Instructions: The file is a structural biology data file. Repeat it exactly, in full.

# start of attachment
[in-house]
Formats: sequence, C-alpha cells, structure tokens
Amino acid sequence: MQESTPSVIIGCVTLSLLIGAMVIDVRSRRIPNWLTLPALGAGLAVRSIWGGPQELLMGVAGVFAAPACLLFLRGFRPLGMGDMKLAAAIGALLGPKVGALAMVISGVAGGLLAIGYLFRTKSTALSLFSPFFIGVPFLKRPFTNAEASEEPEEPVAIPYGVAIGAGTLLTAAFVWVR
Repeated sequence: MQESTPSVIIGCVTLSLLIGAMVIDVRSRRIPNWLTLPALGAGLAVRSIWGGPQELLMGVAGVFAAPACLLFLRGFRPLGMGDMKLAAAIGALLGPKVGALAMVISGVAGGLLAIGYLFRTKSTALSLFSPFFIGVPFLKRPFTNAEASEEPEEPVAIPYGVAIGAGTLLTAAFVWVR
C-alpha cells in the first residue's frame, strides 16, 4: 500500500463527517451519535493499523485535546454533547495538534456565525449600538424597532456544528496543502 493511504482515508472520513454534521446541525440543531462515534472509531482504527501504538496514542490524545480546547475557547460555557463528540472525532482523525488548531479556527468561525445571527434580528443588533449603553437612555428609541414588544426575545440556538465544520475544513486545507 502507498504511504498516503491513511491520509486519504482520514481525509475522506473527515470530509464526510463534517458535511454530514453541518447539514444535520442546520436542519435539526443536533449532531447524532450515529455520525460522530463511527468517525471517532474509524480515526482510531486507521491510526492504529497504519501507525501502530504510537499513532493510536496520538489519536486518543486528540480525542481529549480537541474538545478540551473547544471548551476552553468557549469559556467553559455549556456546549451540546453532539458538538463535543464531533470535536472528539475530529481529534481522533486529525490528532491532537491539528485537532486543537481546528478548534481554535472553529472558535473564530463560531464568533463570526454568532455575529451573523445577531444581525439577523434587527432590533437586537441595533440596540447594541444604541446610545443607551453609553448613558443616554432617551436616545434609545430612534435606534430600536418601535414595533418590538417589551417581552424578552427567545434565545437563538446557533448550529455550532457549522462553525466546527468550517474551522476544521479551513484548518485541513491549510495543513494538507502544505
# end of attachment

[in-house]
Formats: sequence, C-alpha cells, structure tokens
Amino acid sequence: MQESTPSVIIGCVTLSLLIGAMVIDVRSRRIPNWLTLPALGAGLAVRSIWGGPQELLMGVAGVFAAPACLLFLRGFRPLGMGDMKLAAAIGALLGPKVGALAMVISGVAGGLLAIGYLFRTKSTALSLFSPFFIGVPFLKRPFTNAEASEEPEEPVAIPYGVAIGAGTLLTAAFVWVR
Repeated sequence: MQESTPSVIIGCVTLSLLIGAMVIDVRSRRIPNWLTLPALGAGLAVRSIWGGPQELLMGVAGVFAAPACLLFLRGFRPLGMGDMKLAAAIGALLGPKVGALAMVISGVAGGLLAIGYLFRTKSTALSLFSPFFIGVPFLKRPFTNAEASEEPEEPVAIPYGVAIGAGTLLTAAFVWVR
C-alpha cells in the first residue's frame, strides 16, 4: 500500500463527517451519535493499523485535546454533547495538534456565525449600538424597532456544528496543502 493511504482515508472520513454534521446541525440543531462515534472509531482504527501504538496514542490524545480546547475557547460555557463528540472525532482523525488548531479556527468561525445571527434580528443588533449603553437612555428609541414588544426575545440556538465544520475544513486545507 502507498504511504498516503491513511491520509486519504482520514481525509475522506473527515470530509464526510463534517458535511454530514453541518447539514444535520442546520436542519435539526443536533449532531447524532450515529455520525460522530463511527468517525471517532474509524480515526482510531486507521491510526492504529497504519501507525501502530504510537499513532493510536496520538489519536486518543486528540480525542481529549480537541474538545478540551473547544471548551476552553468557549469559556467553559455549556456546549451540546453532539458538538463535543464531533470535536472528539475530529481529534481522533486529525490528532491532537491539528485537532486543537481546528478548534481554535472553529472558535473564530463560531464568533463570526454568532455575529451573523445577531444581525439577523434587527432590533437586537441595533440596540447594541444604541446610545443607551453609553448613558443616554432617551436616545434609545430612534435606534430600536418601535414595533418590538417589551417581552424578552427567545434565545437563538446557533448550529455550532457549522462553525466546527468550517474551522476544521479551513484548518485541513491549510495543513494538507502544505